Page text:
"Look! Look Destra getting on bad!"
The spectator shouted at the top of her voice as she pointed excitedly to soca star Destra Garcia, who bounced in all her Carnival energy at Adam Smith Square on Ariapita Avenue, Woodbrook, yesterday.
Garcia, adorned in a black, white and silver costume in the section Mirror, Mirror of the band Yuma, was the centre of attention as the band crossed the judging point.
Cameras clicked non-stop as Garcia and her fellow revellers masqueraded before the judges to Austin "SuperBlue" Lyons' "Fantastic Friday".
Powder works exploded on the avenue as white powder filled the air as Mirror, Mirror put on a dynamic show for the judges and spectators.
The love and passion for Carnival was visible on Garcia's face as she danced to SuperBlue's hit as the crowd cheered in the scorching sun. (See Page 5)
Today, the points will be tallied as to who will take home the Road March crown, but on the avenue yesterday, it was clear that SuperBlue was the people's choice.
Every music truck that reached the judging point at Adam Smith Square played "Fantastic Friday".
Even when the song was done, it was replayed several times, leaving no room for Machel Montano's "Float" to gain any headway.
It was the song of choice for the various bands to put on their best Carnival dance moves before the judges.
From the morning straight through the blazing midday sun and then the cool of the evening, only one song dominated the streets and "the bouncing start" was on everyone's lips.
The Express spoke to several spectators who were taking in the beauty of the mas and music on the avenue.
Questioned on who they think will be the next Road March king, the responses were unanimous: "SuperBlue!"
"BlueBoy, of course! He has my vote. I looked at the Soca Monarch and he (Lyons) was the last contestant at 4 a.m. and he came on and had the whole crowd going with that little jig he do. He move like Michael Jackson, make two moves and send the crowd crazy," said Ian Dumas.
"Blue song have melody, it have rhythm, it have a sing along part and that is what does make a Road March song, it have all the elements, a winning combination," said Keith Goddard.
Another spectator was in full praise of SuperBlue as she belted out a number of words to describe "Fantastic Friday".
"I love it! Like is an understatement! It is powerful, electrifying, infectious, it have the people jumping and there is no wining," said Jennifer Branche.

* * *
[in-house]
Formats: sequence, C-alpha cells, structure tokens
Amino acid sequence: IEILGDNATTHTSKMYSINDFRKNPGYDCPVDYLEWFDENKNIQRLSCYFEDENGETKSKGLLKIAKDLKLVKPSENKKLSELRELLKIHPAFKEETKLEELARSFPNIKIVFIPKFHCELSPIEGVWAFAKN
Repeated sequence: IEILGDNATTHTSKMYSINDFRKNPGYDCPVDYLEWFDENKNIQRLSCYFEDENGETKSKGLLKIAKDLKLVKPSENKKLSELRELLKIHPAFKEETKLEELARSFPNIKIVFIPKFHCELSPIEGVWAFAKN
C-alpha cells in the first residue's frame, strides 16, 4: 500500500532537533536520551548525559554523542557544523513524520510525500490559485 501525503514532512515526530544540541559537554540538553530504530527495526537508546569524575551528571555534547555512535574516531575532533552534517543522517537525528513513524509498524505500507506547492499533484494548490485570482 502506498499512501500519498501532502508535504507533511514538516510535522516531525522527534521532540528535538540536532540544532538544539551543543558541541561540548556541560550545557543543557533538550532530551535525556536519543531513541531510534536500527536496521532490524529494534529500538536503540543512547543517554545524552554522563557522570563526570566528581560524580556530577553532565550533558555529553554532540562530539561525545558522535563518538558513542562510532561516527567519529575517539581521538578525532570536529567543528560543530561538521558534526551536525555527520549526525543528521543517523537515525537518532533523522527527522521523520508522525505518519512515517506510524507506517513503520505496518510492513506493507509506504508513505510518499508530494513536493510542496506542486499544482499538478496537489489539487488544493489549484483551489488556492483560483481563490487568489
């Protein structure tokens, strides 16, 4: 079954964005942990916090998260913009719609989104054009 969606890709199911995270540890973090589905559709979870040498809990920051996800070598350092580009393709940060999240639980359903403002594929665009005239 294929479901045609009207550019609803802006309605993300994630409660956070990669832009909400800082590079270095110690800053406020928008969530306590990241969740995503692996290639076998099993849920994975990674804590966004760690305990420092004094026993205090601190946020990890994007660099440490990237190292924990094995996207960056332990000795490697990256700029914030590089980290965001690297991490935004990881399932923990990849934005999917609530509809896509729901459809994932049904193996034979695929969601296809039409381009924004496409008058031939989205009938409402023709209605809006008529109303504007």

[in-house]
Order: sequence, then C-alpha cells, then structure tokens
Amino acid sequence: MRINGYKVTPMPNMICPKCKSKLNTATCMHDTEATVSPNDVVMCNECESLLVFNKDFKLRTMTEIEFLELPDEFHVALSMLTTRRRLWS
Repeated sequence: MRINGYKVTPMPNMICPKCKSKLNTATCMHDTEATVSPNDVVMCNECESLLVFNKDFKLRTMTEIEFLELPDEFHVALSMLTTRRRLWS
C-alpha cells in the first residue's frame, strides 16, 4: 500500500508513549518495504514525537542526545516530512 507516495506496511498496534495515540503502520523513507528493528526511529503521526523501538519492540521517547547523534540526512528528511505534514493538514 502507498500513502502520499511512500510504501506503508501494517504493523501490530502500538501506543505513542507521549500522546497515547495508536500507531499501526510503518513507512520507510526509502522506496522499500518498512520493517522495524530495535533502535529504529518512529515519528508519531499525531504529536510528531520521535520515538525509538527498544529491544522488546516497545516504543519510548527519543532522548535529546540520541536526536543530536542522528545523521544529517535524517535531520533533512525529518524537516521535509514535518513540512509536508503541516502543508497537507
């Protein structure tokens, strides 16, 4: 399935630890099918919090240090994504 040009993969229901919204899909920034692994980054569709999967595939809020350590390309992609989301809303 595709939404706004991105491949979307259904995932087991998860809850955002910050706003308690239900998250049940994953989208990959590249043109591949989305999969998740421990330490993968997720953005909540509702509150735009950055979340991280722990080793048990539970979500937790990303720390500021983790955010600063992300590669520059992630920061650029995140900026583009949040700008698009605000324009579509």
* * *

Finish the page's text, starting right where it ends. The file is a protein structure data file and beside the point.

"I like the tempo, from the time it start you have people on their feet, even self if you feeling sleepy or tired, you just start to jump," added Myrtle Samuel.
"The song is the best song for the Carnival, for the road," said Rupert Ramrattan.
"This is a hit, this the Road March," added Vashti Salick.
However, one man, who did not divulge his name, held another view.
"They should do away with this Road March thing, if you look at it, it's all up to the DJs and what they choose to play. I only hearing one song right through and it have other nice songs for the Carnival. If you play one song over and over it leads to monotony," he said.
While the song of the Carnival season seemingly is in Lyons' favour, the judging of the mas bands would have been difficult for judges.
The creative genius of mas makers came to life on the avenue as band after band displayed some breathtakingly beautiful costumes.
Ronnie and Caro's Mystery in the Cascadura was a display of art in all forms and hues.
The intricate scales of the cascadura were carefully designed into the costumes of the section Curry Cascadura which dazzled in the sunlight.
The band also featured a section called Great House, where masqueraders were costumed in long flowing orange dresses made of light fabric accompanied by orange custom-designed umbrellas.
It was reminiscent of plantation days when the upper-class women walked about using their umbrellas to shade from the sun.
Another band, Visions of Crazy Horse by leaders Astil Alleyne and Gary Sealey, took a different approach to mas and instead of featuring bikinis and beads they opted to bring to life a band of native American Apaches.
The band, which looked as though it came straight out a storybook, featured all types of Apaches in bright costumes and large feathered head pieces.
The band Harvard Revellers took on a Tobago theme and showcased costumes such as "Cocrico" and "Dancing Crab".
Children as young as six years old and teenagers got an opportunity to show their talent and skills using the moko jumbie sticks as the band Keylemanjahro crossed the judging point.
It was a stunning patriotic show as the moko jumbies, dressed in red, white and black, jumped to "Fantastic Friday".
The band also featured traditional jab jabs with whips.
Although there was a smooth flow of the bands at the judging point as police and band security kept things moving there was a lull just after 2 p.m. when spectators waited almost an hour for the next band to cross the judging point.
Small groups such as rhythm sections, blue devils and sailors kept the crowd happy as they posed for pictures while waiting.
One group took a political approach and showcased the Section 34 fiasco.
They created dummy cannon and painted them black with the words "Cannon fire 4 Rum Low Gun" and "Fire for Volney" written on them.
The men were dressed in black and gripped large wooden guns as they walked solemnly through the avenue.
As night approached some weariness was seen on the faces of many but when "Fantastic Friday" was played the bouncing just started again, sending the crowd into a frenzy, singing a song most revellers and spectators probably know by heart today.